Don't blame Scientology. It seems that Tom Cruise has a "man bag", which may explain some of the seismic events of the last week or two. Worryingly, there are an increasing number of "man bags" doing the rounds on city streets. We blame the French. But sales of women's handbags are a key indicator which gauges confidence about the future well before any official statistic. The thinking is that women put off chunky spending -- and a handbag can be rather chunky -- until they are more certain that there are no looming catastrophes. There's a definite change in sentiment over the last week or two. Latest eBay.ie numbers show that sales of handbags have risen by 12 per cent last month.
Jobs for suits
Recruitment firm Brightwater reported that its sales had ramped up by a hefty 35 per cent in the first half of the year. "Employees have been reluctant to leave jobs for new opportunities but this is changing and this will give the jobs market a much needed churn," says Brightwater's Mairead Fleming. "The growth areas continue to be in IT with the number of accountancy roles also increasing across all sectors." Sales and marketing remains steady and specialist banking roles have increased.
We are offering our cead mile failte to fewer foreign tourists this year, as the total number of trips to Ireland decreased by 1.1 per cent between March and May, in comparison to the same period in 2011. This indicator tells us of the recessionary problems clearly evident in the countries where our tourists typically come from, particularly in the UK, where things are getting bad. On the plus side, Temple Bar smells slightly less of wee than it usually does. But given that tourism is one of the country's biggest indigenous industries, the fall in numbers especially from across the Irish Sea is a serious worry.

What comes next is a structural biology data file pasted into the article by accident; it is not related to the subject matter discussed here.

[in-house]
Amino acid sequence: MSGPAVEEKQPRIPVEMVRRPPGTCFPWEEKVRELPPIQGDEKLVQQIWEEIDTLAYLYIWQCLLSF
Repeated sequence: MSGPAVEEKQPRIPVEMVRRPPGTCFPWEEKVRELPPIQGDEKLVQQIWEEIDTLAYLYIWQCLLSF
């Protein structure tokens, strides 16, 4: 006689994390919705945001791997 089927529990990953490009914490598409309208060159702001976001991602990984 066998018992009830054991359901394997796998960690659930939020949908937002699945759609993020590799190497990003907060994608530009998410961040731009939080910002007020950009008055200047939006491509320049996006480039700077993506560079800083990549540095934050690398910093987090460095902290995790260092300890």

The country's manufacturing sector grew at its fastest level in over a year, with domestic companies hiring new staff and securing big orders. The latest NCB Purchasing Managers' Index rose to 53.1 in June, up from 51.2 in May. Any score above 50 means that the sector is growing. The employment part of the index also jumped sharply, recording its biggest ever monthly rise since December 1999. The strength of the manufacturing numbers is partially due to the concentration on the pharmaceutical sector -- which, like a sturdy cockroach, seems to be able to survive almost anything. Boo yah! A thumpingly good set of numbers.
Irish government bonds
We sold some bonds. For the first time since the lights went out in December 2010. Some people bought them. There was a decent demand, as we were offered 2.8 times as much money as we wanted to borrow. The interest rate or yield on Ireland nine-year bonds (which is a pretty useful gauge of how foreign investors view the economy, continued to fall sharply, hitting 6.29 per cent). A high interest rate means that we're seen as a ropey bet, so any drops are a real positive. It seems we're less dodgy than Spain now.
The amount of goods forwarded from our ports throughout the country is at the highest level on record at 15,240,000 tonnes, which represents a 6.1 per cent increase on the year before. This is in line with expectations, given that our total exports are at the highest level in 10 years. The busier our ports, the more international trade is taking place -- and hence the more employment can be sustained and taxes paid. These numbers were bolstered by the latest Investec Ireland export review, which showed a 0.2 per cent rise in exports in the second quarter of the year.
Sunday Indo Business